• He competed the most seasons on a Yamaha in the MotoGP class (this will be his 13th season).
  • He is the only rider to win the MotoGP World Championship four times in a row (2002 - 2005).
  • He secured the most podiums for Yamaha in the MotoGP class (so far he has stood on the rostrum with Yamaha 134 times).
  • He holds the most first places for Yamaha in the MotoGP class (56 wins).
  • He is the only rider to complete 230 races back-to-back, without missing one (from his debut in 1996 in Malaysia until the race in Mugello in 2010).
  • He holds the record for most races started overall and in the premier class. (He has started 365 GP races across all classes; 305 of which have been in the premier class and 206 of those races were ridden on a Yamaha.)
  • He was the first rider to take back-to-back premier-class victories with different manufacturers (after his win at the 2004 season-opening GP in South Africa).
  • He scored five successive premier-class victories on a Yamaha (2008: USA, CZE, RSM, INP, JPN).
  • He achieved the highest number of premier-class victories in a single season by a Yamaha rider (11 wins in 2005).
  • He finished on the podium at all 16 races in 2003, achieving a perfect 100% podium rate.
  • He repeated the 16 podiums score (which has been equaled but never surpassed) from 2003 in the 2005 and 2008 season, making him the only rider to score that many podiums in more than two seasons.
  • He stood on the podium in the premier-class on 191 occasions.
  • He has been on the podium 227 times across all classes, more than any other rider.
  • He won at least one GP in every year of his 12 seasons with Yamaha so far.
  • He is the only Grand Prix rider that also excels in rally racing. (He is a six-time winner of the Monza Rally Show.)
  • He is the only rider to win premier class titles on five different types of motorcycle (500cc 4-cylinder two-stroke, 990cc 5-cylinder four-stroke, Yamaha 990cc 4-cylinder four-stroke, Yamaha 800cc 4-cylinder four-stroke and a Yamaha 1000cc 4-cylinder four-stroke).
  • Out of Yamaha‘s 500 Grand Prix victories, achieved in Le Mans 2017, 11% of those were secured by him, making him the biggest contributing rider (55 victories of the 500 GP wins secured by Yamaha).
  • He is the most successful premier-class rider in Assen (8 victories) and Brno (5 first places). He also holds records for most wins over all classes in Mugello, Catalunya, Estoril, Phillip Island, Welkom, Jerez, Sepang, Donington Park, and Rio.
  • He is the only active Grand Prix racer who is also a lower-classes team owner at the same time.
  • He secured 5,875 points in total, if you combine his results over all the classes he competed in (125cc, 250cc, 500cc, MotoGP).
  • He will start his 23rd racing season this weekend… and there are many more impressive statistics to come in the next two years.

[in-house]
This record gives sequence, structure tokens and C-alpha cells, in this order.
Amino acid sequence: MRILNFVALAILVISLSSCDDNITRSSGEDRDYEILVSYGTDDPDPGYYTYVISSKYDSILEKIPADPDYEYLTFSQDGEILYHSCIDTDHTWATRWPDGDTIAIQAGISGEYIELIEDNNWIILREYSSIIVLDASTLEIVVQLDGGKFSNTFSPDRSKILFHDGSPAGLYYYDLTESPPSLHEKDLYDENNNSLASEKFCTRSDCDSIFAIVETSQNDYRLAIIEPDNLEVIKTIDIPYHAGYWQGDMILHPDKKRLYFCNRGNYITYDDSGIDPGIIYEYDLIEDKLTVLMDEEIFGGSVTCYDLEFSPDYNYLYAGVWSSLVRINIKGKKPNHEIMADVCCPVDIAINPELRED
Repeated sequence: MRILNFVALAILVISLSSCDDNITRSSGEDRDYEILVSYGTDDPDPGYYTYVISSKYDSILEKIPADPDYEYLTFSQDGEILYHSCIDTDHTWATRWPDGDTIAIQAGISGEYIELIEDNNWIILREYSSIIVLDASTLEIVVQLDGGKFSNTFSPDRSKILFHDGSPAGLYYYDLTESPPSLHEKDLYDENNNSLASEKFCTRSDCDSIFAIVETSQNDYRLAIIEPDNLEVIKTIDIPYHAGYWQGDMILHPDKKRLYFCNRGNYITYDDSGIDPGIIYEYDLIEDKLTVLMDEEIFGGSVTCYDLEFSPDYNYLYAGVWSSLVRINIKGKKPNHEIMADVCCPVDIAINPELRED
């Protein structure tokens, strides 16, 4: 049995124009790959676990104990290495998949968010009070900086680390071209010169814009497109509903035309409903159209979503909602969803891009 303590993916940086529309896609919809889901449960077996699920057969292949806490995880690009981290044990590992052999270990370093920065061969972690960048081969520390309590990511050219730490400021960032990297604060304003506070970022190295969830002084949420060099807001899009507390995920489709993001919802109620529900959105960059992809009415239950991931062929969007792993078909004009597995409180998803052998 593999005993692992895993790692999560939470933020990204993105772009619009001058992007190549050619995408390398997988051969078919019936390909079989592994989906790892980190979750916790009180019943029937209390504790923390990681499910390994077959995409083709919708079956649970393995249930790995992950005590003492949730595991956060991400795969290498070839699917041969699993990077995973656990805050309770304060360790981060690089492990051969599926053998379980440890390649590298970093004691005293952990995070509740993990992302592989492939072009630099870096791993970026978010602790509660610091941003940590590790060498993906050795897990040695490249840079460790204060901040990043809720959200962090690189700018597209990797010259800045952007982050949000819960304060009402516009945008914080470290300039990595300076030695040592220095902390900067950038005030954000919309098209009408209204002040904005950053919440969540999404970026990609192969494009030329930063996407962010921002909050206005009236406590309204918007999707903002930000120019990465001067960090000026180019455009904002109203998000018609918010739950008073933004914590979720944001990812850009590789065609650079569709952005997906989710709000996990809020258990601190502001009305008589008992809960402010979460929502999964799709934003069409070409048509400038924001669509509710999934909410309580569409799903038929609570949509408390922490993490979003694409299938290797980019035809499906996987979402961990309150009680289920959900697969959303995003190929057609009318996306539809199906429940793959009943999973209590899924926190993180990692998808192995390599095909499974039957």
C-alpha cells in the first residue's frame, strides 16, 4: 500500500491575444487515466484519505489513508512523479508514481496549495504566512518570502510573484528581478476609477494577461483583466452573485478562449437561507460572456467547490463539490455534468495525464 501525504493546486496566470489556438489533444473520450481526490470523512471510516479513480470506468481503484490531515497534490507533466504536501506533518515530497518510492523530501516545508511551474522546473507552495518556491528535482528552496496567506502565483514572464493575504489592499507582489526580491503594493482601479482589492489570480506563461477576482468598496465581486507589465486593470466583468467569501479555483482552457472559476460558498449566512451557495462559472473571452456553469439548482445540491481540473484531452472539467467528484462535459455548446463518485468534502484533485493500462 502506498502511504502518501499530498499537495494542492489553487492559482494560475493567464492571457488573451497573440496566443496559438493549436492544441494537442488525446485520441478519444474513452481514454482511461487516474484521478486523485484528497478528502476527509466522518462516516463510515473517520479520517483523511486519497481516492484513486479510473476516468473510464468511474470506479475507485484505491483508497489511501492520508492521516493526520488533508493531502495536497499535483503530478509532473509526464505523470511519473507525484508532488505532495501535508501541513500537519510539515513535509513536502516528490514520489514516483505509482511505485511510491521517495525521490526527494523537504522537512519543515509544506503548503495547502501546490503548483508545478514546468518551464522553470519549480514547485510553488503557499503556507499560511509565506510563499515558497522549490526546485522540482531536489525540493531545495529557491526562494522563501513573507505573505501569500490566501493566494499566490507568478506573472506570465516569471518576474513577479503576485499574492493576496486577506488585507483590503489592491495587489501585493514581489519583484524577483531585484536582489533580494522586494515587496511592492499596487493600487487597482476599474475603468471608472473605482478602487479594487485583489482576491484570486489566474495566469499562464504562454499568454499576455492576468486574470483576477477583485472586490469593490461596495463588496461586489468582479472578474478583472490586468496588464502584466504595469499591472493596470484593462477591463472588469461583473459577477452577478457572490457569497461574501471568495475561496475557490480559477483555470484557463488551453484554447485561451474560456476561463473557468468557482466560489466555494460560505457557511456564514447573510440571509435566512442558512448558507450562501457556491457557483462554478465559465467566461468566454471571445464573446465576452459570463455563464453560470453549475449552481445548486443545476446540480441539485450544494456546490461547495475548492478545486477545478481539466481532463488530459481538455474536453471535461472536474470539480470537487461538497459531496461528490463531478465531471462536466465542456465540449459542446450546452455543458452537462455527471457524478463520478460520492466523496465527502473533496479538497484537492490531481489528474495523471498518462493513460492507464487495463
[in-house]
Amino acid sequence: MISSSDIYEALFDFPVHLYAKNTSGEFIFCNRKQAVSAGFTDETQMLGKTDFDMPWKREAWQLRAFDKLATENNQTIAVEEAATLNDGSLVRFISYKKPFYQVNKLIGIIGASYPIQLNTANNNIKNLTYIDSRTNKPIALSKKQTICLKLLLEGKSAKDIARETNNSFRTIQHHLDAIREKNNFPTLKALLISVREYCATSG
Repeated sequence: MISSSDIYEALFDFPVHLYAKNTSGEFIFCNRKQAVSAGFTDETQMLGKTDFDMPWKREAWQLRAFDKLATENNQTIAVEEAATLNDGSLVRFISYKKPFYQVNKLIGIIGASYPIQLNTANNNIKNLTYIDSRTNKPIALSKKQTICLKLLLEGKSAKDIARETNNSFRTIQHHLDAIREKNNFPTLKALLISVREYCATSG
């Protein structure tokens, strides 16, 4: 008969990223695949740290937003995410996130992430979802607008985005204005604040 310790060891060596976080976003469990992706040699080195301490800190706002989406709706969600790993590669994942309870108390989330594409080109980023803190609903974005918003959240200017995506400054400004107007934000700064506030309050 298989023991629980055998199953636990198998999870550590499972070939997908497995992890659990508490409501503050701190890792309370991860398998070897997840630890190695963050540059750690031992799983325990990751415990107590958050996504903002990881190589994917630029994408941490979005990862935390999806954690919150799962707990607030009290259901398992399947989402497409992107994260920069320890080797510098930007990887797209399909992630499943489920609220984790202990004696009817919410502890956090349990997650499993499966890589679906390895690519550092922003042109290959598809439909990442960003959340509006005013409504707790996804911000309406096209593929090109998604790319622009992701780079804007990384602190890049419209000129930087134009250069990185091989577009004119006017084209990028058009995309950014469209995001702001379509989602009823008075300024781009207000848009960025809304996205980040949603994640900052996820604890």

For a full rider biography visit:


Back to top


I first became aware of Rossi when I was not paying too much attention to GP racing, distracted by career and kids, and somewhat turned off GP by Doohan-dominance (I first became a fan during the tail end of the Agostini era). He seemed like an obnoxious kid, but obviously talented. A few years later we visited Italy and I was amazed by his ubiquity: Rossi posters in public buildings, Rossi fan paraphernalia for sale in even the smallest tabbachino. Hard to believe that 20 years later, I’m retired, kids are well into their careers, and Rossi’s still going to suit up for a race every few weeks. I kinda miss the Robin Hood costume though!

Yamaha just made sure they won't win a championship for the next two years.

Like sounds of the hour glass and so are our race viewing drama set to continue. Hoping not to see another 3 seasons of Rossi but will be will be. He will continue to hinder team partners progress and prolong young talent from reaching to the top tier of Motogp

I spy [1] unsigned for 2019; Multi World Champion (multi. meaning leverage).

Jorge - i believe the ball is in your court.  I'm actually wanting you to go to Suzuki and replace Iannone again.  We'll see what the first race confidence wise brings.  Jorge is very calculating and is going to wait till after Qatar to make his choice.  I'm still thinking he stays; but the politics in Ducati over his salary may make this very interesting. 3 to 1 Lorenzo stays at Ducati.

then Dovi.  Because he was WC runner up last year.  If Jorge leaves, Dovi gets paid better.  If Jorge stays, Dovi gets less.  Either way Im betting Dovi stays at Ducati 90%.  10% thinks Honda could jack up Dovi's bidding rates just to play with Ducati's head.  

then Pedrosa as the proven multi race winner; I think KTM is going to throw big money at him.  And he will be the #1 again somewhere.  That is important.  With Puig where he is now, as David mentioned, I think Pedrobot is finally going to make the jump.  Pedrosa goes to KTM: 1 to 1 odds.

then Zarco as the future Mr Smooth;  KTM will throw big money at this guy too.  Why not have Pedrosa / Zarco as a factory team?  That instantly looks amazing.  Outside shot; Zarco to Suzuki to replace Iannone if Iannone doesn't win and keeps up with being a professional pretty boy.  i dont think the Honda rumors are true at all and here's why.

Cal - the winner winner chicken dinner.  My outside theory on why HRC would be better to let Dani go to KTM; Zarco to KTM and get Cal - who rides exactly like Marc, in the orange leathers.  He's perfect.  Zarco makes no sense to Honda other than he's talented - he rides in no way like Marc.  But Cal does.  Lets make 1 thing clear.  Marc Marquez is still the future.  He is going to shatter every record at this rate.  HRC is only helping HRC by developing the bike to win for Marc.  period.

then Petrux gets the leftovers.  But thats what you are until you win a race or several.